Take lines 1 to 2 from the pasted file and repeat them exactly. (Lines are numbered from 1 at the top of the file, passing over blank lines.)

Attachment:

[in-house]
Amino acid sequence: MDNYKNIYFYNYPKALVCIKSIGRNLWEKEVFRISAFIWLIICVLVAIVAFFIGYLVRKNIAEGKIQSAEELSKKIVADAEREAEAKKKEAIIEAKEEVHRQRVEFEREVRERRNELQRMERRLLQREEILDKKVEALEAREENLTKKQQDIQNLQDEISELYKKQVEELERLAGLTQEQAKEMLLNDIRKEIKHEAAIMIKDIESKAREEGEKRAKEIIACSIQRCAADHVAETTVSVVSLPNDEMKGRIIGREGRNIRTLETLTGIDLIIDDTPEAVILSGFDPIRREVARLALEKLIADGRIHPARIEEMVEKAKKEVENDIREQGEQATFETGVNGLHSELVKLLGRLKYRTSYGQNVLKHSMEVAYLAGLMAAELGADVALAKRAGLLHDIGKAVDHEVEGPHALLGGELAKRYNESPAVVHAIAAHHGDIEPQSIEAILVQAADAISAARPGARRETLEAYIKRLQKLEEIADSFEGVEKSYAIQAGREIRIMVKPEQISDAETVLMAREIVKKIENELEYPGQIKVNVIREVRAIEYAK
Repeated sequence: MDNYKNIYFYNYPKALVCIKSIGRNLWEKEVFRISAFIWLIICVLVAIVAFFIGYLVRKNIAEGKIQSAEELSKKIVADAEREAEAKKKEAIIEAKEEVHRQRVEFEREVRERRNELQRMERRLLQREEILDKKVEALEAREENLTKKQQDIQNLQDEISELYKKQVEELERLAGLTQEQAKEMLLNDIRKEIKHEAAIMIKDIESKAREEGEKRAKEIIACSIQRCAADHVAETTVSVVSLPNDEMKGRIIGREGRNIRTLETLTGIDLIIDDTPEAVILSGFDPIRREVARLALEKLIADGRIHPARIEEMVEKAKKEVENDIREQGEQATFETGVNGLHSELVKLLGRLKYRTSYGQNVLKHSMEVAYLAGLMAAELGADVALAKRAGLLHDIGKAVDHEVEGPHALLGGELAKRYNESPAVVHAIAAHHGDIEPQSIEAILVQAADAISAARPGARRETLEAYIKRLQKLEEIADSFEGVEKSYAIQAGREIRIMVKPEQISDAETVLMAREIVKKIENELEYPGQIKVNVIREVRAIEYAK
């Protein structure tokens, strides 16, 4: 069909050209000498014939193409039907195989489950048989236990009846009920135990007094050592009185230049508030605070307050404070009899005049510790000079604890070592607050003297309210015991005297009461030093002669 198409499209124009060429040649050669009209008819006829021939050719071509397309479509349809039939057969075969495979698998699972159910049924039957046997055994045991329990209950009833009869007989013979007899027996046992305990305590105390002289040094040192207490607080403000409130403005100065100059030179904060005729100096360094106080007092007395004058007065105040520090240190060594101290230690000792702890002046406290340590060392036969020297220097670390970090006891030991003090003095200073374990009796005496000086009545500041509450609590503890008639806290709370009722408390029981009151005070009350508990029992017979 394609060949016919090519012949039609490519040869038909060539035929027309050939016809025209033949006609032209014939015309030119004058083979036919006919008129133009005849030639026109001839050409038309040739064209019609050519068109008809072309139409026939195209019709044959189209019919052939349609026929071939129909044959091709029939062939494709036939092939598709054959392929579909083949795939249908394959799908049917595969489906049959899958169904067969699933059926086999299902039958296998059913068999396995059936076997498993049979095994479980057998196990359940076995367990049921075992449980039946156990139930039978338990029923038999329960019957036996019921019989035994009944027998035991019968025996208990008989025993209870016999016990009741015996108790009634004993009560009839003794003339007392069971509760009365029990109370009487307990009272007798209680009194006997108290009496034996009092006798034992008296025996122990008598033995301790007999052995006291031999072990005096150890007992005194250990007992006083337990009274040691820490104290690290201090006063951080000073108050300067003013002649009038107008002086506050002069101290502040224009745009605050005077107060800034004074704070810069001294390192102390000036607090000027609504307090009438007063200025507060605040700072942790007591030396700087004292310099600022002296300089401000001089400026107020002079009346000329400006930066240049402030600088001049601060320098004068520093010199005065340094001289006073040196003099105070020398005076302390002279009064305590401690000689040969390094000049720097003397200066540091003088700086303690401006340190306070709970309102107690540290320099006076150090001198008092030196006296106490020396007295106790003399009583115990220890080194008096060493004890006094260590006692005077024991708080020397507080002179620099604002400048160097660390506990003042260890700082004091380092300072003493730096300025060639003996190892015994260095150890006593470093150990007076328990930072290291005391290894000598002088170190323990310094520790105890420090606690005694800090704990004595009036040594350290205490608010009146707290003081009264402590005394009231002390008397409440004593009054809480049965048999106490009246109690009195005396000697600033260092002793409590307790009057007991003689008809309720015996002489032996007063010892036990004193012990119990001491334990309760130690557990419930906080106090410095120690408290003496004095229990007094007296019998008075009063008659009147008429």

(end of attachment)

[in-house]
Amino acid sequence: MDNYKNIYFYNYPKALVCIKSIGRNLWEKEVFRISAFIWLIICVLVAIVAFFIGYLVRKNIAEGKIQSAEELSKKIVADAEREAEAKKKEAIIEAKEEVHRQRVEFEREVRERRNELQRMERRLLQREEILDKKVEALEAREENLTKKQQDIQNLQDEISELYKKQVEELERLAGLTQEQAKEMLLNDIRKEIKHEAAIMIKDIESKAREEGEKRAKEIIACSIQRCAADHVAETTVSVVSLPNDEMKGRIIGREGRNIRTLETLTGIDLIIDDTPEAVILSGFDPIRREVARLALEKLIADGRIHPARIEEMVEKAKKEVENDIREQGEQATFETGVNGLHSELVKLLGRLKYRTSYGQNVLKHSMEVAYLAGLMAAELGADVALAKRAGLLHDIGKAVDHEVEGPHALLGGELAKRYNESPAVVHAIAAHHGDIEPQSIEAILVQAADAISAARPGARRETLEAYIKRLQKLEEIADSFEGVEKSYAIQAGREIRIMVKPEQISDAETVLMAREIVKKIENELEYPGQIKVNVIREVRAIEYAK